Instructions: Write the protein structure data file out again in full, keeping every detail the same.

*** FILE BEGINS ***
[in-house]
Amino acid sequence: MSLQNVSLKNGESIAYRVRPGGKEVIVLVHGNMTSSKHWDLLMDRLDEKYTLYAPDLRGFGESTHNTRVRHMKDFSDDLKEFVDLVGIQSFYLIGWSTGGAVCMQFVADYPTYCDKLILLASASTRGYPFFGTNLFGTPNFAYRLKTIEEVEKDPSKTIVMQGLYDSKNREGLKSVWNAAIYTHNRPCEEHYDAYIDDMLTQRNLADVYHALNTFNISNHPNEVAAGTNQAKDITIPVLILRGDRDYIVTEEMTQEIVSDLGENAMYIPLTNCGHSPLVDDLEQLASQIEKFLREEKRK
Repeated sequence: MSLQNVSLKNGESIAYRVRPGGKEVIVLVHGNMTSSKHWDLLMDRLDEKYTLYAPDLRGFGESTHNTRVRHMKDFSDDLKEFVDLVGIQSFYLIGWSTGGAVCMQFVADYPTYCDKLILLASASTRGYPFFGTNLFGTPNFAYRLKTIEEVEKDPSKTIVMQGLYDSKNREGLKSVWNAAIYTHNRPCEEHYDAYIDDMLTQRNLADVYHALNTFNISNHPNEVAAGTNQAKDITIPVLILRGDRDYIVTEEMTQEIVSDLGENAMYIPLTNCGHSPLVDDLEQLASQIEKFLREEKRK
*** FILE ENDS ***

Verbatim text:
[in-house]
Amino acid sequence: MSLQNVSLKNGESIAYRVRPGGKEVIVLVHGNMTSSKHWDLLMDRLDEKYTLYAPDLRGFGESTHNTRVRHMKDFSDDLKEFVDLVGIQSFYLIGWSTGGAVCMQFVADYPTYCDKLILLASASTRGYPFFGTNLFGTPNFAYRLKTIEEVEKDPSKTIVMQGLYDSKNREGLKSVWNAAIYTHNRPCEEHYDAYIDDMLTQRNLADVYHALNTFNISNHPNEVAAGTNQAKDITIPVLILRGDRDYIVTEEMTQEIVSDLGENAMYIPLTNCGHSPLVDDLEQLASQIEKFLREEKRK
Repeated sequence: MSLQNVSLKNGESIAYRVRPGGKEVIVLVHGNMTSSKHWDLLMDRLDEKYTLYAPDLRGFGESTHNTRVRHMKDFSDDLKEFVDLVGIQSFYLIGWSTGGAVCMQFVADYPTYCDKLILLASASTRGYPFFGTNLFGTPNFAYRLKTIEEVEKDPSKTIVMQGLYDSKNREGLKSVWNAAIYTHNRPCEEHYDAYIDDMLTQRNLADVYHALNTFNISNHPNEVAAGTNQAKDITIPVLILRGDRDYIVTEEMTQEIVSDLGENAMYIPLTNCGHSPLVDDLEQLASQIEKFLREEKRK